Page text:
|Sunday, March 21, 2004|
THE Royal Indian Navy (RIN) Mutiny of 1946 was a milestone in the history of India’s freedom struggle. Madan Singh, now in his mid-eighties, was then a Petty Officer (telegraphist). As vice-president of the strike committee, Madan Singh led the mutiny from the front. He recalls the stormy days of May 18,1946. To substantiate his claim, Madan Singh produces a photo-copy of The Tribune of February 20, 1946. Page one has two screaming headlines of parallel news items: "Cabinet ministers coming to India for negotiations with Indian leaders" and "7000 R.I.N. Ratings on Strike." He also recalls how at 9.30 pm on February 19, 1946, All India Radio relayed a B.B.C broadcast to the effect that a British Cabinet Mission is being sent to India to negotiate the terms of handing over of power to Indians.
In an exclusive interview with H.J.S. Waraich, Madan Singh describes how the revolt of the naval ratings was the immediate cause of India’s freedom:
What was it that triggered the strike?
There had been a current of deeprooted discontent simmering underneath the surface calm which erupted on February18, almost like a volcano. The beginning was made by H.M.I.S. (His Majesty’s Indian Ship) ‘Talwar,’ a seashore establishment for training wireless operators. This ship’s ratings were better educated as compared to the other Naval Ratings of R.I.N. The egotistical attitude of the officers, particularly the British who were predominant, was further fuelled by the off-the-cuff remarks of the newly arrived Commander King on a routine visit to the Ship. He had commented that Indian Ratings were sons of Indian bitches. When we protested through the official channel we were threatened. The service conditions were pathetic, particulary in contrast to the English Ratings. The last straw on the camel’s back was the breakfast unfit for consumption served to us on February 18. Almost spontaneously, we had shouted in unison "No food no work." By the evening, all semblance of authority on the ship had collapsed. A strike committee was elected with M.S. Khan as the president and I as the vice-president. An impartial man, Khan was totally free of any trace of parochialism or bigotry.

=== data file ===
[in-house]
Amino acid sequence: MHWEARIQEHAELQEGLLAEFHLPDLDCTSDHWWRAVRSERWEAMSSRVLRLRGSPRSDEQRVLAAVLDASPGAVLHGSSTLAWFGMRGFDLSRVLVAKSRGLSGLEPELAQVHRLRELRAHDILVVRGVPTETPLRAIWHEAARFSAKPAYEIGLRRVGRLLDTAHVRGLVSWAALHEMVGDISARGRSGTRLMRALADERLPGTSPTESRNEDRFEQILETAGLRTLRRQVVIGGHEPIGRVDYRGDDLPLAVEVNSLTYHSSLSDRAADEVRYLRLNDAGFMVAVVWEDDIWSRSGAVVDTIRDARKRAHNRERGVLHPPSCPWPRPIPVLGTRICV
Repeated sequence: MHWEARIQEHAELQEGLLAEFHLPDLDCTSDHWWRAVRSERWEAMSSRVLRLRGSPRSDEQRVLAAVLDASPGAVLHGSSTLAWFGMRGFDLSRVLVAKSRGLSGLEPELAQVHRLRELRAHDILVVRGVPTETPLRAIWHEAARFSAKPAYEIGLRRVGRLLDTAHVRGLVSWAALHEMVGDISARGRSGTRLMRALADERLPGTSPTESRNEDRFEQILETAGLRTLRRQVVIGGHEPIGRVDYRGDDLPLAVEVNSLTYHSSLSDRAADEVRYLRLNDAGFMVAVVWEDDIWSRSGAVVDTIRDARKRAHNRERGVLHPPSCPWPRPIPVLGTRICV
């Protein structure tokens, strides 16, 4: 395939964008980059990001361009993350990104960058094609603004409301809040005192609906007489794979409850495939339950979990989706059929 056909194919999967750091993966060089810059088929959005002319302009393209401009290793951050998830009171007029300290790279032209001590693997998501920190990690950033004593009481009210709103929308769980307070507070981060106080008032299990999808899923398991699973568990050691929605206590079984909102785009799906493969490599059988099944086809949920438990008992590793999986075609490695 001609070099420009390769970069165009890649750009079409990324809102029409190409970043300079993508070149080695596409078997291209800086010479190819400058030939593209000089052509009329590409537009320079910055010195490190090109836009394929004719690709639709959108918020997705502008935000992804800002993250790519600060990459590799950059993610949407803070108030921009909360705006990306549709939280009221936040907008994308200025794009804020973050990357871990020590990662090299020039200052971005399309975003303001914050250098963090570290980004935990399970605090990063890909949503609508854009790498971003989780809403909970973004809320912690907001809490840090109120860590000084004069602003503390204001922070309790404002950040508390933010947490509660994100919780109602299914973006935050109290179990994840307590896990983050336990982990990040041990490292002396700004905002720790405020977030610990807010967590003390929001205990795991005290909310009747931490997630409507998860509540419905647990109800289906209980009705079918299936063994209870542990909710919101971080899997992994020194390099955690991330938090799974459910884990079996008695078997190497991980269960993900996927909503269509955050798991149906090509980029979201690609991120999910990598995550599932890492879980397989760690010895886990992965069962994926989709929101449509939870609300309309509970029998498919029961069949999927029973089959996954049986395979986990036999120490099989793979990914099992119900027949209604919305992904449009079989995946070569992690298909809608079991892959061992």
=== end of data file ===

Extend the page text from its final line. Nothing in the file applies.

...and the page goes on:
How did you establish communication with the rest of the naval force?
We did this with the help of the wireless system under our control. We were able to win over almost all the 70 ships and all the 20 seashore estblisments. We had secured control over the civilian telephone exchange, the cable network and, above all, over the transmission centre at Kirkee manned by the Navy, which was the channel of communication between the Indian Government and the British.
What was the attitude of the Congress leaders towards the strike?
It was generally supportive. Although Sardar Patel and Nehru took different positions. I was summoned by Sardar Patel to a flat in Bombay and then by Nehru at his brother-in-law Huthee Sing’s house. The former was rather annoyed with us, while the latter was more understanding. When Nehru was told of our predicament, he remarked, "Agar main bhi aap ki jagah hota to main bhi jazbaat mein beh jaata".
Were there any casualties and how did the civilians get involved?
Many were killed and injured when the tanks of the Army tried to clear the barricades put up by civilians. Besides, there were some casualties even among us as a result of an exhange of fire between us and the British troop. On February 20 and 21, we gave a call for a general strike which evoked a tremendous response. It was perceived as a challenge to the Government’s authority.
How did the mutiny conclude?
We decided to surrender after being called upon to do so by the Congress leaders, particularly by Sardar Patel. We were assured that there would be no victimisation.
What sort of treatment did you receive after your surrender?
I forgot to tell you that when we decided to surrender, we made it clear that we shall surrender only to our national leaders and not to the British authorities. However, the promise made to us about "no punishments" was honoured more in the breach. Hundreds of us were dismissed and many were detained. I too remained in solitary confinement for three and a half months.
What did you do after that?
Later, I specialised in avionics engineering and served in leading international airlines including B.O.A.C. I did not accept British citizenship and till date, I remain embedded in and indebted to the soil of my Motherland.